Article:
Andover town council has been granted permission to use a coat of arms it has been using for seven years.
The logo, a red lion under an oak tree, is considered a heraldic device by the Royal College of Arms and can now be used legally by the town council at a cost of over £3,000.
The Royal College of Arms based near St Paul’s Cathedral in London has ‘crown authority’ with powers given to them by the Queen to grant permission to use such ‘shields’ and ‘coats of arms’.
The Andover town council logo was granted to their predecessor Andover Borough Council in 1949. Andover town council was created in April 2010. Fines for not registering use of an heraldic device could have been up to £17,000.
Cllr Katherine Bird exclusively told Love Andover that the crest will not cost the people of the Andover, “I am delighted that we are reaching a successful conclusion after many months work. This would not have happened without the generous contributions made my anonymous donors.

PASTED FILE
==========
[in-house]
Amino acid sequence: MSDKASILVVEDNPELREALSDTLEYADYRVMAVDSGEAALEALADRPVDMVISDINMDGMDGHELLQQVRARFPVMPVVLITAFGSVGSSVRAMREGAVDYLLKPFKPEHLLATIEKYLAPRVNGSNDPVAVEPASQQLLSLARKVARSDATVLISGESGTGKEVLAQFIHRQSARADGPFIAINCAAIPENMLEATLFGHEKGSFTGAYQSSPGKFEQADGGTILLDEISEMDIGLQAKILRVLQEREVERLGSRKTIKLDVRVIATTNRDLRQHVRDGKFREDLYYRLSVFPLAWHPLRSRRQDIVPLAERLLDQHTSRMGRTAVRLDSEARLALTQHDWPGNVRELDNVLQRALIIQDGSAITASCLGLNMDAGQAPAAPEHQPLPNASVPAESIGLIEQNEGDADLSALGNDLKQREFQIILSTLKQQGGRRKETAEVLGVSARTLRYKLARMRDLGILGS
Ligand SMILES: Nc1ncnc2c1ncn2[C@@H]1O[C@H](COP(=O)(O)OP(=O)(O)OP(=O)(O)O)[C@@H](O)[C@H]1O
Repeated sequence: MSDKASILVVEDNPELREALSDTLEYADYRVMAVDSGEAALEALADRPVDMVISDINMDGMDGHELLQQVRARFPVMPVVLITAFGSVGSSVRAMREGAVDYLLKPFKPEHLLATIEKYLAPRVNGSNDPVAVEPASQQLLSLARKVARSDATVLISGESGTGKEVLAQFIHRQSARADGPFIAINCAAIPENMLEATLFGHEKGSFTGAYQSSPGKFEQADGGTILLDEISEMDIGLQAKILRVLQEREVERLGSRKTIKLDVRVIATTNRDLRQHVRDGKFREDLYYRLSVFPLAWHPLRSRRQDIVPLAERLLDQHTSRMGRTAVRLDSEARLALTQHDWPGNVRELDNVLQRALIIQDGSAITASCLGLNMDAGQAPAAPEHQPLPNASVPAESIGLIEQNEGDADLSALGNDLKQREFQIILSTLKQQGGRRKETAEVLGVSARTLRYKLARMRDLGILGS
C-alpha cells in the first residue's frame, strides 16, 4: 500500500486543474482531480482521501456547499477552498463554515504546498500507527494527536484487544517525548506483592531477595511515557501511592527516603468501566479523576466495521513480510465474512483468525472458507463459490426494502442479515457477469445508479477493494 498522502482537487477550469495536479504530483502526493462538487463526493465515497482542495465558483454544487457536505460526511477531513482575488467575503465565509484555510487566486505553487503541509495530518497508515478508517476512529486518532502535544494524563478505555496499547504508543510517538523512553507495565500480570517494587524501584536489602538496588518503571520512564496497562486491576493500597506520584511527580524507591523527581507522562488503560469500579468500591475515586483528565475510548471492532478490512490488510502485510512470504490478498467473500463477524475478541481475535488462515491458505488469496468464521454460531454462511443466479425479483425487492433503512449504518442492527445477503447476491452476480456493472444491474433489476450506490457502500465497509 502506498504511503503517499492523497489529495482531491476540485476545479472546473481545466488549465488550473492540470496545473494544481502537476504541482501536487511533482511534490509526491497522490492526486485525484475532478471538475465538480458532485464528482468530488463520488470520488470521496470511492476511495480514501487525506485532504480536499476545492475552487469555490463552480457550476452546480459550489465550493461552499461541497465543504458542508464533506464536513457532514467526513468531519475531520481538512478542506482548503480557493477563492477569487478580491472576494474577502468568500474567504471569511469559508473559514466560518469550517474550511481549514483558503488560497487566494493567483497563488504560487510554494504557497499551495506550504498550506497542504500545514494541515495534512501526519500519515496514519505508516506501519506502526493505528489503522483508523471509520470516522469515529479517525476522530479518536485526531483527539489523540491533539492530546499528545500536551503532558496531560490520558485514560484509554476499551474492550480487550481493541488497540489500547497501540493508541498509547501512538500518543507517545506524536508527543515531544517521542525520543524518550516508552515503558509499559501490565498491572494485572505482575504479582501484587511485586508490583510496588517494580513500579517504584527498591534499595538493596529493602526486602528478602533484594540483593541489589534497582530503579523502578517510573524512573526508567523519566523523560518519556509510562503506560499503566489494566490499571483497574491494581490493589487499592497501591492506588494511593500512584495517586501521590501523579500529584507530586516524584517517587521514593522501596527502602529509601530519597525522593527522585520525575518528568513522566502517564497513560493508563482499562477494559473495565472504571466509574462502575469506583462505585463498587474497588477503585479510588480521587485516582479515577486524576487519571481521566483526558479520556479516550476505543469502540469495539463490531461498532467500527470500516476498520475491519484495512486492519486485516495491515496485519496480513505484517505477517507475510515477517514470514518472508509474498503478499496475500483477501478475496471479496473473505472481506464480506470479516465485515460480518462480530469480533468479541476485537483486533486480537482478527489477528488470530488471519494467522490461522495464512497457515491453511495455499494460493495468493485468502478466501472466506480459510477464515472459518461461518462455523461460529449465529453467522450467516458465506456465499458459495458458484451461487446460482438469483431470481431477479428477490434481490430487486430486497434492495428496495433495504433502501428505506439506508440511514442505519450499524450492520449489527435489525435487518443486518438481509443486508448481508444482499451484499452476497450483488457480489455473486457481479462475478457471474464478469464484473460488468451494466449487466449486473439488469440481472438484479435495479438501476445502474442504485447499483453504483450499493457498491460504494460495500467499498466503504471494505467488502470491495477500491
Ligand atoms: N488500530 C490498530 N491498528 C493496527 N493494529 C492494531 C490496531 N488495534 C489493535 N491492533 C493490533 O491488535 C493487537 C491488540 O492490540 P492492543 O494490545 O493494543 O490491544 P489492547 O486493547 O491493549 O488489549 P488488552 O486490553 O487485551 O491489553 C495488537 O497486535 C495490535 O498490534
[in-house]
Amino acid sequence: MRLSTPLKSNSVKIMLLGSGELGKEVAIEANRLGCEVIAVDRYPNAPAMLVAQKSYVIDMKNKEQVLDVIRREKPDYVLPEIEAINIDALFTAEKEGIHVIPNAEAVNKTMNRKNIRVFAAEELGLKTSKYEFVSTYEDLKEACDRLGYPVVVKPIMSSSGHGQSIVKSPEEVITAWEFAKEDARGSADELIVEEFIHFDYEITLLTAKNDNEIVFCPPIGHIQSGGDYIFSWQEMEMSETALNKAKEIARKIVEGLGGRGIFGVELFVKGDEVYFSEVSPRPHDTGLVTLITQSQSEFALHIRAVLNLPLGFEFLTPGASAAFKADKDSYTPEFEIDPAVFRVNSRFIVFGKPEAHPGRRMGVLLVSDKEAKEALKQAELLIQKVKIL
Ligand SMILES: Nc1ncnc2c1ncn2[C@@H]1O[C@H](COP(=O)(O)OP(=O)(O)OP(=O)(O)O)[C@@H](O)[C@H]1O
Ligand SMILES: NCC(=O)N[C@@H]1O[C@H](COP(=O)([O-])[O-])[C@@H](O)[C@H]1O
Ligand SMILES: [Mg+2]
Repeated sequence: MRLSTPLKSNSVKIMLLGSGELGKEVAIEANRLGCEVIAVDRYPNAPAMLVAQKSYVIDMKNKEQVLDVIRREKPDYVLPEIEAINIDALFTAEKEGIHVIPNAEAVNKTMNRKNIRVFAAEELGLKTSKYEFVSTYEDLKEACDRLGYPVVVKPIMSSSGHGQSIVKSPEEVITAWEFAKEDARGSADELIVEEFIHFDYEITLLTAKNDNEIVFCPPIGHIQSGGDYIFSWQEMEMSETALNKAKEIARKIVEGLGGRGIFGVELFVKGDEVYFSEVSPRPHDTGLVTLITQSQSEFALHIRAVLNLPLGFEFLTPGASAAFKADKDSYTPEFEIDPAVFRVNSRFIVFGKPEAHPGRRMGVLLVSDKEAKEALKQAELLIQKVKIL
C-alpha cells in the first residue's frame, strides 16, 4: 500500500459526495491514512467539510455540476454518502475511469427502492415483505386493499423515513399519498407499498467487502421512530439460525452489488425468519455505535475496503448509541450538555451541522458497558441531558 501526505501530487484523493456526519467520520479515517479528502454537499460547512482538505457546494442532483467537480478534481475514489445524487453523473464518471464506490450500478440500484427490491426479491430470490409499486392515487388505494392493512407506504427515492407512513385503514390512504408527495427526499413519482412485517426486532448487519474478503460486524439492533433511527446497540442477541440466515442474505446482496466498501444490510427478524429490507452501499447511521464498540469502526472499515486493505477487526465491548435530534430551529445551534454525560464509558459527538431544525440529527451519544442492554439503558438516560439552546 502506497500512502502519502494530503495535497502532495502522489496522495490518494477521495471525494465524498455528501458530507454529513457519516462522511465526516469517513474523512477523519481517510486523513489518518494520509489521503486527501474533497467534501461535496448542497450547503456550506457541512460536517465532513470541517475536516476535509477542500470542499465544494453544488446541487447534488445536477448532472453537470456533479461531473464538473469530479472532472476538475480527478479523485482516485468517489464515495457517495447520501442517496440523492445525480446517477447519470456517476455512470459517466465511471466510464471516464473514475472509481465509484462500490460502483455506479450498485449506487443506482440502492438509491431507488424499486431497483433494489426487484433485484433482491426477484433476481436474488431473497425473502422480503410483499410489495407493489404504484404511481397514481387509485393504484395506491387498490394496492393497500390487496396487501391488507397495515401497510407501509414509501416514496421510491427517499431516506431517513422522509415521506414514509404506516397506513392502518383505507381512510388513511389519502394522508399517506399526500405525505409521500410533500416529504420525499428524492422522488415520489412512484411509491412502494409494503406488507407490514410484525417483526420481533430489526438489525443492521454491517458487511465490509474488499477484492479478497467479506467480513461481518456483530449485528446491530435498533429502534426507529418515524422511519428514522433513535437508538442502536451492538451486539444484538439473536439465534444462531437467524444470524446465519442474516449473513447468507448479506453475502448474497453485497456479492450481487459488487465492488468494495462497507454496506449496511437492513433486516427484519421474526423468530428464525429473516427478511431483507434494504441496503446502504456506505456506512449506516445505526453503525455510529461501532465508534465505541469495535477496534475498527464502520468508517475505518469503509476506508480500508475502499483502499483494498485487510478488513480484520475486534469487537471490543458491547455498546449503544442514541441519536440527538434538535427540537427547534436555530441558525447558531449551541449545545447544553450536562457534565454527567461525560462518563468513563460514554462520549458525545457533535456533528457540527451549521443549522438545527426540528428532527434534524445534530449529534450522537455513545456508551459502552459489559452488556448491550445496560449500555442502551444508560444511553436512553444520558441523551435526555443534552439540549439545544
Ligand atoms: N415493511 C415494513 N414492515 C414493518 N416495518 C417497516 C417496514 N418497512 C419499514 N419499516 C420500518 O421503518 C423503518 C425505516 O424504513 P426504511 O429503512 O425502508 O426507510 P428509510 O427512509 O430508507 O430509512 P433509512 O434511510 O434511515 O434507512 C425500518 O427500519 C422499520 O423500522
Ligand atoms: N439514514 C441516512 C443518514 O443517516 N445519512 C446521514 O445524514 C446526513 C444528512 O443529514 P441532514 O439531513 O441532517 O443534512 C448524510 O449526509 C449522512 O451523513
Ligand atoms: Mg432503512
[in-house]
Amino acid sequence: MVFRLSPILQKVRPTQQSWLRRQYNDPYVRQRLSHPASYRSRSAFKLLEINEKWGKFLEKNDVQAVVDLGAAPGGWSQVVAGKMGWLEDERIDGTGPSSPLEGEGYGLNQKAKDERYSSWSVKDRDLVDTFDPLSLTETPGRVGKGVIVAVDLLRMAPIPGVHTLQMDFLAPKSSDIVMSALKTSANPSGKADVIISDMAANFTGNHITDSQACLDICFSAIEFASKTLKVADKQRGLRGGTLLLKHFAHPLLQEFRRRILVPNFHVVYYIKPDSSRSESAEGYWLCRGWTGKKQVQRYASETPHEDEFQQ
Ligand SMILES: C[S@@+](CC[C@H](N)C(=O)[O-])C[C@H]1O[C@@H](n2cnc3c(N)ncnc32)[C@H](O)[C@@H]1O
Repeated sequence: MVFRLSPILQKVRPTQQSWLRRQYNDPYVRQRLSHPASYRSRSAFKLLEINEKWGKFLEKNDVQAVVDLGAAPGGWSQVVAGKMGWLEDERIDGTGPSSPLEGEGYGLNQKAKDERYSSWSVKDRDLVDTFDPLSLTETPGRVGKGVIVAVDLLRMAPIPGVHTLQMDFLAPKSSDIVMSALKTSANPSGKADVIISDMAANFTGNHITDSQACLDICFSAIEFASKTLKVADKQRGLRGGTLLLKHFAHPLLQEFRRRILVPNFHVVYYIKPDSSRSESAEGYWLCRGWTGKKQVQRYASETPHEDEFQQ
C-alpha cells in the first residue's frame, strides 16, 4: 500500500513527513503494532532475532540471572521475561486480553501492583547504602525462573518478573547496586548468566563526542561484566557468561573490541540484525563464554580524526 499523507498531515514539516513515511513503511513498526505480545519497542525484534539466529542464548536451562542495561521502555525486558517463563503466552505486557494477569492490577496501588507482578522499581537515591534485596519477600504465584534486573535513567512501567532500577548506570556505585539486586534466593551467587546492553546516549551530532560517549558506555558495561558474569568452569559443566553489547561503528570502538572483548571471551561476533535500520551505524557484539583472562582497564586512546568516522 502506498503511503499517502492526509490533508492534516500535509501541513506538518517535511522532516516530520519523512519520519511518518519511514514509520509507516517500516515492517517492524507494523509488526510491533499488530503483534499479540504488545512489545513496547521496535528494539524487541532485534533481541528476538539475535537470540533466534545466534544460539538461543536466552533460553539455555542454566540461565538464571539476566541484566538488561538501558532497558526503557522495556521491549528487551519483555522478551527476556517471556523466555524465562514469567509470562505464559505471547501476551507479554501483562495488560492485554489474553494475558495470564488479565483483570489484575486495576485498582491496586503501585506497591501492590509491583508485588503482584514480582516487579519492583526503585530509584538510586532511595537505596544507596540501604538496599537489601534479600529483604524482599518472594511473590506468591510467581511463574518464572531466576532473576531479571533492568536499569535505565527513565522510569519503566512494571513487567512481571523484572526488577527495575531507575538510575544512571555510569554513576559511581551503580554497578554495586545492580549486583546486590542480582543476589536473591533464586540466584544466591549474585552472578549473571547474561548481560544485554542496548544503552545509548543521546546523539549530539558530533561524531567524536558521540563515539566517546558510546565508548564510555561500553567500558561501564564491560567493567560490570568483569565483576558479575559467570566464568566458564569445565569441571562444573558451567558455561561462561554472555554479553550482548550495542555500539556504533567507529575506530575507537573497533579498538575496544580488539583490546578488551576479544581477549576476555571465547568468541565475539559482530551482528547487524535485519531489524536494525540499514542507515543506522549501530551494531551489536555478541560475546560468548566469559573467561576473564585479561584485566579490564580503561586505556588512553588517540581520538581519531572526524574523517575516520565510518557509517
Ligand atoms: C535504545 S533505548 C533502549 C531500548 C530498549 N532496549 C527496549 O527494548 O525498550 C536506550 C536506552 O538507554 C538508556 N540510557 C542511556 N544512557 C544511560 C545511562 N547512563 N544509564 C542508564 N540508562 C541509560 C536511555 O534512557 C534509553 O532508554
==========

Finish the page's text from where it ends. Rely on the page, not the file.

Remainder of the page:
“So, this will cost the town nothing.
“The College of Arms had explained to me that ‘it is not uncommon for organisations to use a crest without the correct permissions.'”
Peter White, Officer in Waiting at the Royal College of Arms says, “The arms, crest and supporters of the old Borough of Andover are being transferred to Andover Town Council. The Queen’s Royal Licence for this has been issued.
“The next stage will be for the three Kings of Arms to exemplify the armorial bearings by a certificate which will describe them in heraldic terminology.
“The fee payable, which is laid down by Earl Marshal’s warrant, is £3,150”.
Heraldic devices were first used in the 16th century and painted on shields to help identify people in battle.
The Royal College of Arms says that the Queen “has been graciously pleased” to allow Andover town council to use the coat of arms, an image adapted from the old seal of the Borough which originally dates from the around 1648, under the reign of King Charles I.